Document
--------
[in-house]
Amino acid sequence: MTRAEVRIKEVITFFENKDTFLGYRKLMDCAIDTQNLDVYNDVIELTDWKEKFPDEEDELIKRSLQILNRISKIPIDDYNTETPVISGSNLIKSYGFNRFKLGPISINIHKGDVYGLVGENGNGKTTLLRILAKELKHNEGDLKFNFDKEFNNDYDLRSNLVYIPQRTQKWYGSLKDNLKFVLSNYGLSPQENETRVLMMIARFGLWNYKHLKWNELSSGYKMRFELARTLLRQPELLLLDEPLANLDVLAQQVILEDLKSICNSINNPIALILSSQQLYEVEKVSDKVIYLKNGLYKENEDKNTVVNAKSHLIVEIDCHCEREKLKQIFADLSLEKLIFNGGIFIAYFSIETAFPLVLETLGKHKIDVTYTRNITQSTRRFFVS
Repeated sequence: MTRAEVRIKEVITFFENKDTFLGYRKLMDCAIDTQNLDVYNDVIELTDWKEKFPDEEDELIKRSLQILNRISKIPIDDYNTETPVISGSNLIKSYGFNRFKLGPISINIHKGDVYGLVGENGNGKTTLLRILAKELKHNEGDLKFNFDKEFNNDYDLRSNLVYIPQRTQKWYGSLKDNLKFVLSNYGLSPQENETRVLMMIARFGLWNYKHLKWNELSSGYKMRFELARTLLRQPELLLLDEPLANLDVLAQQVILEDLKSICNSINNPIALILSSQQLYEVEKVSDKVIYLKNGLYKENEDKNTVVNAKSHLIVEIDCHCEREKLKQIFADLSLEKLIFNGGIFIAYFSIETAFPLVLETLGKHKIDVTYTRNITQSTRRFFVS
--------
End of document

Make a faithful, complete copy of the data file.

[in-house]
Amino acid sequence: MTRAEVRIKEVITFFENKDTFLGYRKLMDCAIDTQNLDVYNDVIELTDWKEKFPDEEDELIKRSLQILNRISKIPIDDYNTETPVISGSNLIKSYGFNRFKLGPISINIHKGDVYGLVGENGNGKTTLLRILAKELKHNEGDLKFNFDKEFNNDYDLRSNLVYIPQRTQKWYGSLKDNLKFVLSNYGLSPQENETRVLMMIARFGLWNYKHLKWNELSSGYKMRFELARTLLRQPELLLLDEPLANLDVLAQQVILEDLKSICNSINNPIALILSSQQLYEVEKVSDKVIYLKNGLYKENEDKNTVVNAKSHLIVEIDCHCEREKLKQIFADLSLEKLIFNGGIFIAYFSIETAFPLVLETLGKHKIDVTYTRNITQSTRRFFVS
Repeated sequence: MTRAEVRIKEVITFFENKDTFLGYRKLMDCAIDTQNLDVYNDVIELTDWKEKFPDEEDELIKRSLQILNRISKIPIDDYNTETPVISGSNLIKSYGFNRFKLGPISINIHKGDVYGLVGENGNGKTTLLRILAKELKHNEGDLKFNFDKEFNNDYDLRSNLVYIPQRTQKWYGSLKDNLKFVLSNYGLSPQENETRVLMMIARFGLWNYKHLKWNELSSGYKMRFELARTLLRQPELLLLDEPLANLDVLAQQVILEDLKSICNSINNPIALILSSQQLYEVEKVSDKVIYLKNGLYKENEDKNTVVNAKSHLIVEIDCHCEREKLKQIFADLSLEKLIFNGGIFIAYFSIETAFPLVLETLGKHKIDVTYTRNITQSTRRFFVS